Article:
Goodbye, Jimmy Choo

The title and first 40 pages of this book are misleading. From those one might think the book is about wealthy British socialites who must reluctantly adjust to living in the country, and all the wacky antics that ensue. It is about that, sort of, at first, but it’s also Shark Tank in a novel.

Izzie Stock’s and Maddy Hoare’s husbands have dragged them and the kids out of London and into the English countryside, and the ladies are just miserable about it. They find common ground with one another and are grateful to have an ally in an otherwise unbearable setting, but their relationship goes into overdrive when Maddy’s husband is killed in a car accident and Izzie steps in to take care of her new friend. During Maddy’s recovery period the two discover an old recipe book — for cosmetics, not food — from Maddy’s fabulous French great-great-grandmother, and a small business is born. Izzie and Maddy set to work creating little pots of “healing cream”, basically a super-moisturizer, and it immediately becomes the most in-demand product in all of Great Britain. With the help of Maddy’s cousin, step-father and PR agent friend, the former housewives create a genuine cosmetics brand with real offices, shares, staff, buyout offers and everything.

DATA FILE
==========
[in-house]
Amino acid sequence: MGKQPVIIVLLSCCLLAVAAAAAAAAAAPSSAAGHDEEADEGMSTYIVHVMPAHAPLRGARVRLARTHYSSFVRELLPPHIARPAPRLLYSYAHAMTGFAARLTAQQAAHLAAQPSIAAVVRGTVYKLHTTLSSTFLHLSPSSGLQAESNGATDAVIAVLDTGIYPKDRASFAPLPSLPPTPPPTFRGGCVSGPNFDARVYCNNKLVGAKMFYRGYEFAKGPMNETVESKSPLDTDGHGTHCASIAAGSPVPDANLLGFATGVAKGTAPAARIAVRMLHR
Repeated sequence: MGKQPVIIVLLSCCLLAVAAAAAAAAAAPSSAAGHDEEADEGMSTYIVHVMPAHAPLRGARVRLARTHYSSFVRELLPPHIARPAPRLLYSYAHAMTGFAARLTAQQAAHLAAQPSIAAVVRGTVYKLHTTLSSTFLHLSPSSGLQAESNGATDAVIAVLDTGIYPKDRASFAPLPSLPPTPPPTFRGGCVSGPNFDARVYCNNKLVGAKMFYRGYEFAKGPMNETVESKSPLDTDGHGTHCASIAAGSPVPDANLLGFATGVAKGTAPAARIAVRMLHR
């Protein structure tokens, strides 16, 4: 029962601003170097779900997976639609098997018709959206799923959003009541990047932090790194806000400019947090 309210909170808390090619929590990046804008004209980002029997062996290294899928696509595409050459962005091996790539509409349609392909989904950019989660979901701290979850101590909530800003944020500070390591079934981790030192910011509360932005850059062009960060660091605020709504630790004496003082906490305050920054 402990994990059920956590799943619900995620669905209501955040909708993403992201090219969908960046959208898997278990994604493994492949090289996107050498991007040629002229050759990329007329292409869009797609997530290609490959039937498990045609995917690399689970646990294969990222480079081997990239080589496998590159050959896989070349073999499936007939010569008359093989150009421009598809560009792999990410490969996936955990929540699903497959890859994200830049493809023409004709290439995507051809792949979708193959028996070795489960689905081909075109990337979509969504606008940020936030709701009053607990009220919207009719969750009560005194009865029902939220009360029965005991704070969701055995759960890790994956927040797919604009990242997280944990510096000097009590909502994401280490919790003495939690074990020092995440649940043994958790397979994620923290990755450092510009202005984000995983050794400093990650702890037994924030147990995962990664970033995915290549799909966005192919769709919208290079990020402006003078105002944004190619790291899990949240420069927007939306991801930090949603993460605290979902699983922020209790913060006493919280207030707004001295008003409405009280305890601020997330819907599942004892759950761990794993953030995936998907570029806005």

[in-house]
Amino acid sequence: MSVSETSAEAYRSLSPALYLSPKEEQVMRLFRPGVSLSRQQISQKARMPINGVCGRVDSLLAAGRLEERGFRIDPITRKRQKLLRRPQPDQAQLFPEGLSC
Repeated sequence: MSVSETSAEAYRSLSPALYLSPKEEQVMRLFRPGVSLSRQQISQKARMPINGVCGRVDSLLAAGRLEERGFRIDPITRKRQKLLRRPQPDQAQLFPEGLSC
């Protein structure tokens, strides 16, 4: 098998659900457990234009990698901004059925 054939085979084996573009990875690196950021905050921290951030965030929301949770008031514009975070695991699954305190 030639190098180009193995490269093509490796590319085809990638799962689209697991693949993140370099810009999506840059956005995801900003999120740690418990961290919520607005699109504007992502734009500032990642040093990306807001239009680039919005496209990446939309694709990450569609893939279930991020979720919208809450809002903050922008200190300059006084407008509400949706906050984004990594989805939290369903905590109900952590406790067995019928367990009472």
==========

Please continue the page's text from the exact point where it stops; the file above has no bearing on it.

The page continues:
There are of course some romantic entanglements in the novel, including an odd love trial (I’ll never understand how it’s considered OK for cousins to date and get married across the pond) and a not-so-happy marriage, but, for the first time in a while I was not all that interested in those parts. Instead I was fascinated by the formation of their business, constantly asking Mr. Wonderful-esque questions in my head: “But how much profit are they making? How will they keep up with the demand? How are they paying themselves and their employees?”

Honestly, a year ago I probably wouldn’t have been a big fan of this book, but Shark Tank has really turned me around. I’m not opening my own business or inventing anything anytime soon, I just have a new-found respect for small businesses and entrepreneurship and all that jazz. I highly recommend both the book and the TV show!


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